While the previous model of influence-tracing is obviously Eurocentric, Yokota-Murakami’s main critique deals with the postwar model of transcivilizational comparison which, he argues, entails “a certain aesthetic violence” (10), “for it cannot be achieved except by a distortion of the object in accordance to the viewer’s paradigm” (187). This paradigm, he asserts, is invariably Western, Don Juan being a case in point. Another point of critique of the “theoretical” approach is its decidedly ahistorical bent (in contrast, the influence-tracing model is historical, although admittedly narrow in scope). The basic assumptions behind such transcivilizational comparisons, Yokota-Murakami argues, are humanist, universalist and essentialist, namely that we all share certain essential human traits that underlie our literature regardless of our cultural/historical specificities. Throw a measure of Orientalism into the mix, and we have the “Eastern Don Juan.”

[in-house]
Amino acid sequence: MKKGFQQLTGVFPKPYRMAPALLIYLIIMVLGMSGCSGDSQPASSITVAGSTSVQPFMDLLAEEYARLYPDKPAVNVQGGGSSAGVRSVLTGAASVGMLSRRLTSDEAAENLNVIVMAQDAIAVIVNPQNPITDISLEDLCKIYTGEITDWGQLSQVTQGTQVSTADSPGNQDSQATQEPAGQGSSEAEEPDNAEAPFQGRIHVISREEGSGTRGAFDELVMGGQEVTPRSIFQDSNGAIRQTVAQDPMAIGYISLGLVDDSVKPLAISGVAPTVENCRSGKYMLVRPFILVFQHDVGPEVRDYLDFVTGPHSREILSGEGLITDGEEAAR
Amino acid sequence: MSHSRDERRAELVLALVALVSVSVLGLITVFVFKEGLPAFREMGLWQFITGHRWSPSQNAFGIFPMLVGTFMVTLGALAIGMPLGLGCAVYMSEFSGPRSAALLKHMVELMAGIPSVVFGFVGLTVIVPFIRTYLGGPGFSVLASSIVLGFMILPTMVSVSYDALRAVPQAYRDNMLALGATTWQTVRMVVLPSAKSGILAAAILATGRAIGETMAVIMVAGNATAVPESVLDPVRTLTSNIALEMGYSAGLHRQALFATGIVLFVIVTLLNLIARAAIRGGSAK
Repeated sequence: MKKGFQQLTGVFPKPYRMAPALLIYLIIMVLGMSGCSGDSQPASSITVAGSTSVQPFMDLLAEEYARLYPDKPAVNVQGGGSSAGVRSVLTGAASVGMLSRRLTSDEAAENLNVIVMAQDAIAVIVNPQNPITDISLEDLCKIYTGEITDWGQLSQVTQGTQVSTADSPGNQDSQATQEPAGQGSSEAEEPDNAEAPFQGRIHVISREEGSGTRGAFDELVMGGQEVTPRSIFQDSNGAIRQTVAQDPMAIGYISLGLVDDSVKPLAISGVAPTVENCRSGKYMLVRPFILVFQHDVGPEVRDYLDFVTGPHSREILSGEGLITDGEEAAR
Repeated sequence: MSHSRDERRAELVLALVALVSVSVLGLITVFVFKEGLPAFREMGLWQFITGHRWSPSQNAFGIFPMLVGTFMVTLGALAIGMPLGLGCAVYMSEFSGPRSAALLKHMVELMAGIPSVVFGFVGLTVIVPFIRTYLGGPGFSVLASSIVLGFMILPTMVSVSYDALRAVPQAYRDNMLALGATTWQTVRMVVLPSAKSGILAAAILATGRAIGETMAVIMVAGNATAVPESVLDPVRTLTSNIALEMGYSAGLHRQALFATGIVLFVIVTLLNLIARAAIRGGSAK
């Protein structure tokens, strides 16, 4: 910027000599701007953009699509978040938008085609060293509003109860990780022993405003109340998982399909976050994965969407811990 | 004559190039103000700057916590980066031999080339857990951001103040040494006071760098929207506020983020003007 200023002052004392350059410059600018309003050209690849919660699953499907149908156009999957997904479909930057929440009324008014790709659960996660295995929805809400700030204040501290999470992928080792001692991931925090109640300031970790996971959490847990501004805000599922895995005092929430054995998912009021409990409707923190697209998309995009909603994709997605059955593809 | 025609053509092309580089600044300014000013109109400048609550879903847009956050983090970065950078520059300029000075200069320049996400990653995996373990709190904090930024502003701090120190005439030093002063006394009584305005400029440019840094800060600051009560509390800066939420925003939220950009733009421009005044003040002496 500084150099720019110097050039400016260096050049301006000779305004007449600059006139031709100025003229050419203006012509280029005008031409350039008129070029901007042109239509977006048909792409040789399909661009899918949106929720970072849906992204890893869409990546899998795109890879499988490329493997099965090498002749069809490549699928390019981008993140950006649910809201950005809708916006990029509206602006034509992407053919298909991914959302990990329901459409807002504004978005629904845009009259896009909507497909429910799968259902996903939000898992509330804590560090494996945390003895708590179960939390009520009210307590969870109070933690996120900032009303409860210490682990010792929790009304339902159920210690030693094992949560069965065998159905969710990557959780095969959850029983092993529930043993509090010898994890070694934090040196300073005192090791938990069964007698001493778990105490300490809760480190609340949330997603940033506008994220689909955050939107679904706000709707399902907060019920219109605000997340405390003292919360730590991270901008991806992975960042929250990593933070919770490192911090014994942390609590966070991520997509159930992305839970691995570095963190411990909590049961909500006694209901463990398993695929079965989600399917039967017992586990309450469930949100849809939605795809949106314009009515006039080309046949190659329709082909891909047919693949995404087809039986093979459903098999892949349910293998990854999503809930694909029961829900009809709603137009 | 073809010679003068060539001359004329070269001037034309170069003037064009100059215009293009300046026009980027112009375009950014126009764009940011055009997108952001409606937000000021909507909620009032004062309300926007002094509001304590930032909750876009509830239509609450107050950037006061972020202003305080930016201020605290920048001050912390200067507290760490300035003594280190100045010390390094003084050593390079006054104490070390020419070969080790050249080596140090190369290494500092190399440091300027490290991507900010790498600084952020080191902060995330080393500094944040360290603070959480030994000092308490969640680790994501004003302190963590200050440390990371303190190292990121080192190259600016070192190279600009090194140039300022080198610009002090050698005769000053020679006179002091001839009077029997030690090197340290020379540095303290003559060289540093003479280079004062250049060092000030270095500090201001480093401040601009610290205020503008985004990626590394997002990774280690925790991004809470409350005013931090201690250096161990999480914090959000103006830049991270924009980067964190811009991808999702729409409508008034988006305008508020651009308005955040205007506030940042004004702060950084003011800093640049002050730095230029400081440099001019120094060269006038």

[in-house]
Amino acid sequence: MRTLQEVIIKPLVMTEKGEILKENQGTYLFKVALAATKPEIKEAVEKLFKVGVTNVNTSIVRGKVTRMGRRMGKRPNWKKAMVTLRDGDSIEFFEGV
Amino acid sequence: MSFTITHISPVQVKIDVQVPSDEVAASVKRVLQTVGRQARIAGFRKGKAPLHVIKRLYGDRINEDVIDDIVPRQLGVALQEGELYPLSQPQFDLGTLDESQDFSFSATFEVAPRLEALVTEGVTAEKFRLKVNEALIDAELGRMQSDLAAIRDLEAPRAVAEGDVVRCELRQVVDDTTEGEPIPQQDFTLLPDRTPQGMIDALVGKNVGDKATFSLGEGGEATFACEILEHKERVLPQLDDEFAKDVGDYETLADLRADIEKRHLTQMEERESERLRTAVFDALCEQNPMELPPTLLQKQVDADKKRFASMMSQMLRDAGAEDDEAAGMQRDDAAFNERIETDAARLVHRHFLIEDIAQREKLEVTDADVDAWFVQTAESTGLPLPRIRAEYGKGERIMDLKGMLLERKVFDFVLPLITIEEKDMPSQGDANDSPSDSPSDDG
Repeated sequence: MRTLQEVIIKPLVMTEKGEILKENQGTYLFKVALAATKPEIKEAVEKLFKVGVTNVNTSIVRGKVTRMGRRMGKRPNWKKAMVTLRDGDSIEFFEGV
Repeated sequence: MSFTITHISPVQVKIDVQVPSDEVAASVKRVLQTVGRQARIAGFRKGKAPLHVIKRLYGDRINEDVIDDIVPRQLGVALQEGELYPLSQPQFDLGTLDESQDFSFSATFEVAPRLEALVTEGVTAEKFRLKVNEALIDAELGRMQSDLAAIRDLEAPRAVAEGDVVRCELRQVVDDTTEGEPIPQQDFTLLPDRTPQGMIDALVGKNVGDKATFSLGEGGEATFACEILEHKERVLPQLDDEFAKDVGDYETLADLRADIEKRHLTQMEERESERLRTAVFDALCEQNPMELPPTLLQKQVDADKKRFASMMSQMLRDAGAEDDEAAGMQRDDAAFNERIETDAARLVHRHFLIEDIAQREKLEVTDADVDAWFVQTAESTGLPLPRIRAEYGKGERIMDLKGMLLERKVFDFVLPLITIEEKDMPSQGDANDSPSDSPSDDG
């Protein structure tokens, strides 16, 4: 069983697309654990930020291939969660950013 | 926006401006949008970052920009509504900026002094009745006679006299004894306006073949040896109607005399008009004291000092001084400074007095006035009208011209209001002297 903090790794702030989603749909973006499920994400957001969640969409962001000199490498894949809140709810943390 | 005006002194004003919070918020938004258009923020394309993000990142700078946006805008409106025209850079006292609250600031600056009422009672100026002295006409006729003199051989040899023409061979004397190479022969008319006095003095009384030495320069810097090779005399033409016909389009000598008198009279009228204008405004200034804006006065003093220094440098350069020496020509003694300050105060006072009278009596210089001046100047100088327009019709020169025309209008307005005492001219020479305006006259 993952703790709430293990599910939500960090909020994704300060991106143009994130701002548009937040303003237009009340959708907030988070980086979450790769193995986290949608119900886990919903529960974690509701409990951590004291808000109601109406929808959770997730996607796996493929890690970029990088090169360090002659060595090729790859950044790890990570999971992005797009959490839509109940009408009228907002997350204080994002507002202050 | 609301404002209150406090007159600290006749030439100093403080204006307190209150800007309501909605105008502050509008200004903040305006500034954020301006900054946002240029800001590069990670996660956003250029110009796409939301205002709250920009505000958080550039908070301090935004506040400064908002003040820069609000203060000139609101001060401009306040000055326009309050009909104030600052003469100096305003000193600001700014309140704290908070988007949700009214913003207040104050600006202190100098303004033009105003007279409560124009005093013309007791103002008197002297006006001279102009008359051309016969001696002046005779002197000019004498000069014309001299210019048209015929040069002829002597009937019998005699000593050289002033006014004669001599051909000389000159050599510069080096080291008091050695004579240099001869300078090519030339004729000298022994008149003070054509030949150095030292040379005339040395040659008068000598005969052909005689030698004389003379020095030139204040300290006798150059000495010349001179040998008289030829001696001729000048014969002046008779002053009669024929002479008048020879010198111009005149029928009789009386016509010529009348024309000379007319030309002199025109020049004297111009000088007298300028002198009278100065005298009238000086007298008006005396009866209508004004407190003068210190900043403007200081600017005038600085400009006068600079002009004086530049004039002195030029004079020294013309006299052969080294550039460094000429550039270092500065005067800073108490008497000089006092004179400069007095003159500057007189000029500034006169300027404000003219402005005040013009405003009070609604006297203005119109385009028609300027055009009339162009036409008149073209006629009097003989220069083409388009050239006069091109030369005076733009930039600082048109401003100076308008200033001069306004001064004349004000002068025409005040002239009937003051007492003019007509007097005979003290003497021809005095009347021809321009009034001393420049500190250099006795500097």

In some ways, the choice of Don Juan as an example of critique is providential, although the author presents it as incidental. For what better case to illustrate the universalist/essentialist claim of human sexuality? Citing primary sources from Tirso di Molina, Molière, Pushkin and E.T.A. Hoffmann, as well as secondary works from a host of comparativists both European and Japanese (the latter castigated as “colonized” intellectuals), Yokota-Murakami lays bare version after version of claims of Don Juan as the embodiment of the “human essence,” the universal/eternal “male instinct,” “paragon of masculinity,” etc.. In fact, some of the humanist claims are so un-reconstructed that at times the text seems to be beating the proverbial dead horse. Not that the horse of humanist-inflected Eurocentrism is necessarily dead, but the target is a bit too easy, which in turn renders the instrument of critique correspondingly rather more blunt than necessary.